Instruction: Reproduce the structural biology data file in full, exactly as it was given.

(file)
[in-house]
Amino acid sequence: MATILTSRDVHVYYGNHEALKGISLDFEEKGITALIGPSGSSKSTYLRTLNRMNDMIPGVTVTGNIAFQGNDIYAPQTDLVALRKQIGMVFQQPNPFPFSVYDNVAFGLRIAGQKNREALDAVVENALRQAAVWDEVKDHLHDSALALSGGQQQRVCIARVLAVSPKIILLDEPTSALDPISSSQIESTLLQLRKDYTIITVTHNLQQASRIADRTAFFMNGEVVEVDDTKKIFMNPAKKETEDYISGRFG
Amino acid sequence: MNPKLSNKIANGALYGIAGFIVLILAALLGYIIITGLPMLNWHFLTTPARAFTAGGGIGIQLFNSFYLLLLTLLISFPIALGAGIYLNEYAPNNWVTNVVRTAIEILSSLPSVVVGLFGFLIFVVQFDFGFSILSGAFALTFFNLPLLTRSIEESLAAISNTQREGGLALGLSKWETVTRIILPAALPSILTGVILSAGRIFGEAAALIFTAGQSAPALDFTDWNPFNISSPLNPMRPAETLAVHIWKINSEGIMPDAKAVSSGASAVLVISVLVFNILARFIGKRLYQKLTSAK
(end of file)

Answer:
[in-house]
Amino acid sequence: MATILTSRDVHVYYGNHEALKGISLDFEEKGITALIGPSGSSKSTYLRTLNRMNDMIPGVTVTGNIAFQGNDIYAPQTDLVALRKQIGMVFQQPNPFPFSVYDNVAFGLRIAGQKNREALDAVVENALRQAAVWDEVKDHLHDSALALSGGQQQRVCIARVLAVSPKIILLDEPTSALDPISSSQIESTLLQLRKDYTIITVTHNLQQASRIADRTAFFMNGEVVEVDDTKKIFMNPAKKETEDYISGRFG
Amino acid sequence: MNPKLSNKIANGALYGIAGFIVLILAALLGYIIITGLPMLNWHFLTTPARAFTAGGGIGIQLFNSFYLLLLTLLISFPIALGAGIYLNEYAPNNWVTNVVRTAIEILSSLPSVVVGLFGFLIFVVQFDFGFSILSGAFALTFFNLPLLTRSIEESLAAISNTQREGGLALGLSKWETVTRIILPAALPSILTGVILSAGRIFGEAAALIFTAGQSAPALDFTDWNPFNISSPLNPMRPAETLAVHIWKINSEGIMPDAKAVSSGASAVLVISVLVFNILARFIGKRLYQKLTSAK